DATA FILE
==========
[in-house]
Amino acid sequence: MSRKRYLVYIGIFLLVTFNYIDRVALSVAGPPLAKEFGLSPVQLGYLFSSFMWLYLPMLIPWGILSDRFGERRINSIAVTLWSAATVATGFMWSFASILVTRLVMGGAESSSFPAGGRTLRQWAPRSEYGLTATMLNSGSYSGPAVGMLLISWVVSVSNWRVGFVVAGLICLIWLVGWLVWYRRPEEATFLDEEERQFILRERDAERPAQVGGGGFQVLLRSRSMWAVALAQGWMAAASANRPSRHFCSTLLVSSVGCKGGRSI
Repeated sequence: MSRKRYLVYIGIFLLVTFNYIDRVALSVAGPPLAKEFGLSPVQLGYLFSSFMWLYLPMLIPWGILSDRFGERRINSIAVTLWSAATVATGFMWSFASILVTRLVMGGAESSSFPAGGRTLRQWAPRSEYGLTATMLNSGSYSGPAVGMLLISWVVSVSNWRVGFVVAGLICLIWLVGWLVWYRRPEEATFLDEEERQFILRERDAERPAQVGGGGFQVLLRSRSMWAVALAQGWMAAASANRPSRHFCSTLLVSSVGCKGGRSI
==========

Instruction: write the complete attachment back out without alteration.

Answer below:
[in-house]
Amino acid sequence: MSRKRYLVYIGIFLLVTFNYIDRVALSVAGPPLAKEFGLSPVQLGYLFSSFMWLYLPMLIPWGILSDRFGERRINSIAVTLWSAATVATGFMWSFASILVTRLVMGGAESSSFPAGGRTLRQWAPRSEYGLTATMLNSGSYSGPAVGMLLISWVVSVSNWRVGFVVAGLICLIWLVGWLVWYRRPEEATFLDEEERQFILRERDAERPAQVGGGGFQVLLRSRSMWAVALAQGWMAAASANRPSRHFCSTLLVSSVGCKGGRSI
Repeated sequence: MSRKRYLVYIGIFLLVTFNYIDRVALSVAGPPLAKEFGLSPVQLGYLFSSFMWLYLPMLIPWGILSDRFGERRINSIAVTLWSAATVATGFMWSFASILVTRLVMGGAESSSFPAGGRTLRQWAPRSEYGLTATMLNSGSYSGPAVGMLLISWVVSVSNWRVGFVVAGLICLIWLVGWLVWYRRPEEATFLDEEERQFILRERDAERPAQVGGGGFQVLLRSRSMWAVALAQGWMAAASANRPSRHFCSTLLVSSVGCKGGRSI